"Hey guys!" i emailed the gang, "There is a metal show i want to see. Anyone up for it?"
And so, on the day after Valentine's Day (which, given the bloody death St. Valentine faced, should be a pretty metal holiday) i went with the girlfriend and two blogger friends to The EARL.
There was a pretty big crowd in the music room, but it wasn't as packed as the EARL sometimes is. Maybe this show didn't sell out after all. I was kind of expecting it to, seeing as other people i mentioned it to had heard of Russian Circles. I just sort of stumbled across them reading end of the year best of lists on other blogs, but people seemed to know the band. They are, apparently, touring for their fifth album, and a band doesn't get to album five without some kind of fan base.
And their fan base is... well, it was not the long haired overly tattooed metal dudes that i kind of expected. Oh sure, there were some of those guys, but no more than you get at The EARL on any day. No, the crowd at this show was pretty much like any other EARL crowd. Huh.
This means that the crowd was overwhelmingly white, which caused my girlfriend to inquire, "Why don't more black people like metal? Don't they get into the anger?" But that can't be right -- there is a lot of anger in much of rap. So why don't black people get into metal? Is it that the bands are almost uniformly made up of white guys with longer hair? Is it the obsession with satanic / anti-Christian imagery? Hmm. I have no answer.
I fact, i often noticed that concerts in general seem to experience a sort of racial self-segregation. Why is that? Any ideas out there in reader land? I would be curious to hear theories. Email them to me, and maybe i will write something here later about the discussion.
Anyway, moving on. The first band is a Virginian act called Inter Arma. They are a five piece band with two guitarists, drummer, bassist and vocalist. About half of their set was instrumental; the band riffing away like early Sabbath with the singer stood and looked at the drummer while bouncing in place. That half of their set was awesome. Those boys can play some guitar, and i liked the dark psychedelia of they were doing.
But then, after a nice long jam, the singer would turn to face the crowd, grab his mic and do that metal throat growling sort of singing. I can never understand the words when people do that, but as a Cocteau Twins fan denotative meaning is not that important to me. However, listening to someone growl like that while screaming just ... it looks and sounds like it hurts. I watch people do this, and i want to gargle my throat with a nice soothing warm salt water bath. Does it hurt to keep doing that? Do these singers do long term damage to themselves? Is the reason the vocalist only sang half of the time is because he needed the instrumental jams in order to rest and not, i dunno, break something?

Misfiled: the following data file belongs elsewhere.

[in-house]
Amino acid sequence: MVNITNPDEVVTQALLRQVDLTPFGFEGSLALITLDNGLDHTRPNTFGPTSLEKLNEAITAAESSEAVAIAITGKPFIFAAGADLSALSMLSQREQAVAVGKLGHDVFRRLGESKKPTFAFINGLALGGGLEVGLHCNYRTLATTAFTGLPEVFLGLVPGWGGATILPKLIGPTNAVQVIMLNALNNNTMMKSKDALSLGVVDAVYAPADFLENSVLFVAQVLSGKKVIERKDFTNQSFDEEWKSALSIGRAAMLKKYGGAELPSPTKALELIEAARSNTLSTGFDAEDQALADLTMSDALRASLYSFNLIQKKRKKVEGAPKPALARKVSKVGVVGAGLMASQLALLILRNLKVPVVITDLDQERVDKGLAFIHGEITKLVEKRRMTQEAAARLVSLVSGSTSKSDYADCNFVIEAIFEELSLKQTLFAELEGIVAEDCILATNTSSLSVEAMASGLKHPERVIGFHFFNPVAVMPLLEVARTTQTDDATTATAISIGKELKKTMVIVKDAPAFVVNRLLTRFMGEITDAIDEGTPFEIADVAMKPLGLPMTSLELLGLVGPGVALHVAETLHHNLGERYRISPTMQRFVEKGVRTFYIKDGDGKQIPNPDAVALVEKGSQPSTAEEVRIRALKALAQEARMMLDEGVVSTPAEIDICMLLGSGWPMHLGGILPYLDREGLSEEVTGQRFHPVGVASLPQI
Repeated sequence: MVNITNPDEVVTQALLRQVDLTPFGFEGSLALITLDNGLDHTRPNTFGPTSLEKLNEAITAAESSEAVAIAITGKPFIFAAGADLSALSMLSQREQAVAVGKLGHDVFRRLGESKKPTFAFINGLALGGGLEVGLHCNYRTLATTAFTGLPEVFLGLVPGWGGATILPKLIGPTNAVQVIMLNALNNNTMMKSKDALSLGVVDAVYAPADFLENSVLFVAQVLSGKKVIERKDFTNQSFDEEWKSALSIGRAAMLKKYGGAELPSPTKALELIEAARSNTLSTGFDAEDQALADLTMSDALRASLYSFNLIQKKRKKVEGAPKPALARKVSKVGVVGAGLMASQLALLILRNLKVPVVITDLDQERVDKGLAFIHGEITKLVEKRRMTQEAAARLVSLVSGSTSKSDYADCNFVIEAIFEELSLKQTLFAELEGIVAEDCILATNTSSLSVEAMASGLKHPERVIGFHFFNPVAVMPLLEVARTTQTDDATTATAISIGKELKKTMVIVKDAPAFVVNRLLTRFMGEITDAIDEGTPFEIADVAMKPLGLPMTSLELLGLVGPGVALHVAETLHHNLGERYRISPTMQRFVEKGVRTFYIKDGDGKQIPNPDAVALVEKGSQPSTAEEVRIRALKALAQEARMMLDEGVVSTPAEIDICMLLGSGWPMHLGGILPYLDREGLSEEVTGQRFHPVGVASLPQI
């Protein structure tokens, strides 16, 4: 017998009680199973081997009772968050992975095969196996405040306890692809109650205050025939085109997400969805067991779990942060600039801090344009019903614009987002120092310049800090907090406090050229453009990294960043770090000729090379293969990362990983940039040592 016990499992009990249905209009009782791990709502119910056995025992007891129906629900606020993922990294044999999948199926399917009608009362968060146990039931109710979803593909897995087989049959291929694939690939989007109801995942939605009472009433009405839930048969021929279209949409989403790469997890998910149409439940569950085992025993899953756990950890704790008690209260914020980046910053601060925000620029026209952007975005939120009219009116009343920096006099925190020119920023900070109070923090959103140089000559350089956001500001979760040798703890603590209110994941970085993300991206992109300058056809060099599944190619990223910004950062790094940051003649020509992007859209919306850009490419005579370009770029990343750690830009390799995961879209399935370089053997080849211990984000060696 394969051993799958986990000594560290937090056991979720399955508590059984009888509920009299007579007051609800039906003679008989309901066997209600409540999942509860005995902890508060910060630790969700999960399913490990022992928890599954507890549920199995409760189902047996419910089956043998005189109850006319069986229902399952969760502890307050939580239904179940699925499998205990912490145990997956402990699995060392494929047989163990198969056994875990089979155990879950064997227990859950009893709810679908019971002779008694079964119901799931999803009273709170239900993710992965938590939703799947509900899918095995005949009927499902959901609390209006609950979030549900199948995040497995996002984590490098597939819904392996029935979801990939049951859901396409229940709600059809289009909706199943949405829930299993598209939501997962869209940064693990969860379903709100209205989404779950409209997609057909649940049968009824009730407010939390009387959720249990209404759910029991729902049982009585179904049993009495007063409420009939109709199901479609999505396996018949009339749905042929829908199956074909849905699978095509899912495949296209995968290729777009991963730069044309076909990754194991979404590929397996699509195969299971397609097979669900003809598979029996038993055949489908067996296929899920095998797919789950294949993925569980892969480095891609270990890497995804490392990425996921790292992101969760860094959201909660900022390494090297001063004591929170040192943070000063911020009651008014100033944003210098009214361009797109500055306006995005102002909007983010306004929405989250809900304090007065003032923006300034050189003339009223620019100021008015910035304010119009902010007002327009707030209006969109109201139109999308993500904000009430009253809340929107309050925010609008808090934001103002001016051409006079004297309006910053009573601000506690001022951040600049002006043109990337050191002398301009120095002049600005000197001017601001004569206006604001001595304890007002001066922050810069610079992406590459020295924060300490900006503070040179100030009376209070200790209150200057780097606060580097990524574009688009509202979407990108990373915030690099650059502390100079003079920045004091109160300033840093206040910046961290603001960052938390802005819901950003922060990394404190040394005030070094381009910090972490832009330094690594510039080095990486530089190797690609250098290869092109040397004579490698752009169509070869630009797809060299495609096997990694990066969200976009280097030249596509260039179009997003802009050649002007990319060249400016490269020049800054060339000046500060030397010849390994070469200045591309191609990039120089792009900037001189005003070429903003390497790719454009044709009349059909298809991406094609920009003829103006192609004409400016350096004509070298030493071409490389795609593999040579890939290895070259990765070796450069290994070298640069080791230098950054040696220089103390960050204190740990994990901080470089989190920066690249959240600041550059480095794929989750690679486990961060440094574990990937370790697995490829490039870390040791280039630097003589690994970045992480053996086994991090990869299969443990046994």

Let's just say, i am not a fan of that kind of singing. So Inter Arma were a mixed bag. I liked their instrumentals.
The next act was a three-piece from Winnipeg, Manitoba. They called their band Ken Mode, and at first i thought it was a Mattel toy reference. To be in Ken Mode is to be plastic, like Barbie's boyfriend, so i thought. But it turns out they are KEN Mode, where KEN stands for Kill Everyone Now. I guess it is a first-person shooter reference. I, however, am not a video gamer. But, whatever.
The name is pretty metal though, and that is weird because, in a different context, i would not have called this a metal band at all. To be honest, their music was loud, with many oddly jerky rhythms. I found myself comparing them a lot to local stalwarts The Liverhearts. There was a similar sort of thing going on here, except KEN Mode are metal and The Liverhearts are post-punk.
Again, let me stress that i do not understand genre distinctions. The two bands are doing very similar things, with the same energy and intensity.
At any rate, i really liked watching KEN Mode play. Lots of fun, and their rhythm section is great.
Finally it was time for Russian Circles. They played in the dark and the crowd mostly stood around with arms crossed bopping their heads. Just like a post-rock show, and going in i told people that RC were like a heavier Explosions in the SKY. The fans act the same... However, a few times people in the crowd cheered the start of a song and through up The Horns and headbanged along.
I guess they played from all of their records. I am pretty sure they played 1777 and one more song off of Memorial, the only album by them that i am familiar with.
However, it was worth it. I really enjoyed their set. Their music does that ebb and flow thing that post-rock is known for, expect their ebb was light psychedelia, and their flow as headbanging thrash! A slightly different mix than the ambient pop into crunchy punk that most post-rock bands to, but not really too dissimilar.
I mean, my god, look at the pedals: